Why we need to watch out for a super storm at the end of October

This article is over 5 months old Solar storm track points to possibility of disruption to power grids and satellites After the dramatic solar flare that erupted on Tuesday, the US Geomagnetic Storm Forecast…

Why we need to watch out for a super storm at the end of October

This article is over 5 months old

Solar storm track points to possibility of disruption to power grids and satellites

After the dramatic solar flare that erupted on Tuesday, the US Geomagnetic Storm Forecast Center (GSWC) is issuing a swarm of weather alerts – including the potential for high-powered auroras – over the next two weeks.

Experts believe the risk of storm-related disruption to power grids and satellites is low, but it is precautionary, and contains warning signs of the potential for future disruption.

State of emergency declared in California and Arizona after two days of intense solar activity Read more

In the case of the last coronal mass ejection (CME), which occurred on 27 February, Earth was spared critical damage.

Solar flares – bursts of plasma, material and magnetic field – occur due to the Sun’s ferocious magnetic activity. The bursts can create radio waves with energies 100,000 times more powerful than the disturbances they come in.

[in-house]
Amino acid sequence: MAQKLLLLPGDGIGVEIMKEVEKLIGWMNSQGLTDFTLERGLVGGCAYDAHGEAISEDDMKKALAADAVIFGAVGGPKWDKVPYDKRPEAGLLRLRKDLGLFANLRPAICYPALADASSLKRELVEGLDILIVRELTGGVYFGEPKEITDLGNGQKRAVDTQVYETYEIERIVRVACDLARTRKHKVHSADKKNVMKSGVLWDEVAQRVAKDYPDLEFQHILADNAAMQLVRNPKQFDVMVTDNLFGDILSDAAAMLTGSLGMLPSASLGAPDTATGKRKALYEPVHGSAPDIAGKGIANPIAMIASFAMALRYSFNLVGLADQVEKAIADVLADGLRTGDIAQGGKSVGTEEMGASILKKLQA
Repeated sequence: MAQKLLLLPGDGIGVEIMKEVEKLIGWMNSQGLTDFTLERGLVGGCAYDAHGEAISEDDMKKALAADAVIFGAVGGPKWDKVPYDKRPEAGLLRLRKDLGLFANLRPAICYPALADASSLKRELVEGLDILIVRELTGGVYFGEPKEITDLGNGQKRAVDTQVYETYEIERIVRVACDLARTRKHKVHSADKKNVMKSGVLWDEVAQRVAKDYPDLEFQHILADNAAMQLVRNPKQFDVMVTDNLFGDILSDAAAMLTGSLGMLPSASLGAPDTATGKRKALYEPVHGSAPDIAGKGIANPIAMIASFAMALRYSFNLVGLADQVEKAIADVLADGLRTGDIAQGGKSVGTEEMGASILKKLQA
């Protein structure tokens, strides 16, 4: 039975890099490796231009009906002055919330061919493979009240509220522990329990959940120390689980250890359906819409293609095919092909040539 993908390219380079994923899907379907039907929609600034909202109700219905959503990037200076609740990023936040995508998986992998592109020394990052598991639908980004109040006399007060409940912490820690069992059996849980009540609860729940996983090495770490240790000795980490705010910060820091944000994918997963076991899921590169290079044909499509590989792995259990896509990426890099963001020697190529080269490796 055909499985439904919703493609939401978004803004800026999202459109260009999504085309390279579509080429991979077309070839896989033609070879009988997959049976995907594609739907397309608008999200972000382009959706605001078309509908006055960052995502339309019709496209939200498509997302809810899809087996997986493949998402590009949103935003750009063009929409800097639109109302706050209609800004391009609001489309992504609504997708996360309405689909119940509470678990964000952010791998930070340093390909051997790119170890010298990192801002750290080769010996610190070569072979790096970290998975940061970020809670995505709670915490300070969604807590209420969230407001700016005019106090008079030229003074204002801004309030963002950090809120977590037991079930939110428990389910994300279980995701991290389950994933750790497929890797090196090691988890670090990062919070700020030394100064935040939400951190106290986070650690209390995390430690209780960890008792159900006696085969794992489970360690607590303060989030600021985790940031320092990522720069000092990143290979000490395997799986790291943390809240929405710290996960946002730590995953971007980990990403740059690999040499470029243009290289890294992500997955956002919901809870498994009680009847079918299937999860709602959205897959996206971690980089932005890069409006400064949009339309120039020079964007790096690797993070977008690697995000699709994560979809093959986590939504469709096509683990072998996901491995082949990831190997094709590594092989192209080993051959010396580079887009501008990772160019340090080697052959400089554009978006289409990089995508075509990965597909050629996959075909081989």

In its latest update, the GSWC says there is an 80% chance that the next CME will occur between Tuesday 15 October and Wednesday 18 October.

The CME’s are a bulge of solar material moving outwards at speeds of up to 9,000mph towards Earth. Usually they pass harmlessly through our atmosphere. But when the magnetic fields in the solar wind strengthen, they can create G-force winds that could send particles into the upper atmosphere and coronal holes.

Solar wind sometimes also comes in a “reflected wave”. A sudden event can cause CMEs to focus their power in just the right way to cause disruption, whereas a gradual rewind of the sun’s energy would have a more modest effect.

A new “alarm signal” has been placed on an early solar eruption as early as Tuesday in an effort to predict the potential for solar storms.

A temporary extended geomagnetic storm watch is also in place in the US on 18 October.

The most powerful solar flares can slam into Earth’s magnetic field, producing energy pulses and polar auroras, as well as electromagnetic storms and the strongest aurora watchers would ever hope to see.

Incredibly, even the strongest solar flares are too weak to trigger superheated currents in power grids. CMEs can do lasting damage, however, as a record eruption in 2010, known as the Carrington event, did.

Power surges and malfunctions on electrical infrastructure such as poles, dams, electricity transmission grids and water systems could result in power outages lasting for days or weeks.

A much smaller loss of power from Coronal Mass Ejections on Earth is similarly potentially severe.

Scientists calculate a global storm caused by the Carrington Event would cause $200bn in damage.

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